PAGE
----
now, I'm waiting for the FD 15/2.8 fisheye and the FD 135/2 with great expectations
Great results! I agree that manual focusing on the mirrorless systems is a far more pleasant and accurate process, but that is also due to the MF lenses being designed exactly for that purpose. Focus peaking is also a great help but I've found it can be mislead for instance if you have a low contrast foreground and sharply defined background; the focus peaking will draw on the background, indicating it is sharp while it is not really in focus. Best is to magnify and check. So it's a great system for static/still life photography, but other than developing a good pre-focusing technique, it's not that great for dynamic subjects.
The speed booster really is magical; an aps-c camera suddenly really gives that FF feel and it has completely changed the way I look at my NEX-6.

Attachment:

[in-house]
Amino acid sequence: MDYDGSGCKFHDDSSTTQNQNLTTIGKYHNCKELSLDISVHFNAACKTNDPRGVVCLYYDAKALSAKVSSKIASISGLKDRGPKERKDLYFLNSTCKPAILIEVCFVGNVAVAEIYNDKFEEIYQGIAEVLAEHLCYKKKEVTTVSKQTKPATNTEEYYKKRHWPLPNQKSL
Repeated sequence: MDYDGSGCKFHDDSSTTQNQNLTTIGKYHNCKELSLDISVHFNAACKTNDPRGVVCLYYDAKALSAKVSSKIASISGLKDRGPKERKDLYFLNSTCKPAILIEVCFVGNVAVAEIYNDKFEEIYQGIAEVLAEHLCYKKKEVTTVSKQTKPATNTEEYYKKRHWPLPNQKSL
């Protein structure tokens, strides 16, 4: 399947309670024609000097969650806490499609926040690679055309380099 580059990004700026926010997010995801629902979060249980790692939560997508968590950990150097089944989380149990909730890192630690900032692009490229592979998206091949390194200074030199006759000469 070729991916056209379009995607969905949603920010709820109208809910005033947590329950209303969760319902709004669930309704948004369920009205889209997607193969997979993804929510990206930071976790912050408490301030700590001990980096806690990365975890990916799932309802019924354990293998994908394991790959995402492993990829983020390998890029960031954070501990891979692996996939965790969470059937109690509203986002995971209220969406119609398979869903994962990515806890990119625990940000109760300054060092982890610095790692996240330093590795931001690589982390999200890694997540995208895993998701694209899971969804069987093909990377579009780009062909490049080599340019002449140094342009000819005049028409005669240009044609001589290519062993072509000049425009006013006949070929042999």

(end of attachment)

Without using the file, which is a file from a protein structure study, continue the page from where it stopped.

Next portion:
Regarding wide apertures: I've found that wide open, contrast is reduced and there is some ghosting with the FDn 50mm 1.4, but when I checked that lens with a regular adapter (no glass) it turns out to be caused by the lens, not the speed booster.
Keep me posted regarding the results with wide angle lenses. The speed booster performs really nicely with my FDn 28mm f/2.8, but the Sigma 21-35 results were pretty much unusable - worse than without the speed booster. This is likely caused by the lens though as I have rebuilt that one due to a sticky aperture and I may have done a poor job reassembling and/or cleaning it. I don't really have a way to calibrate that lens anyhow so it's trial and error if I try to adjust that lens and get better contrast and sharpness. Still the results without the speed booster are better with this lens so I wonder how the speed booster plays with wide angle (wider than 28mm).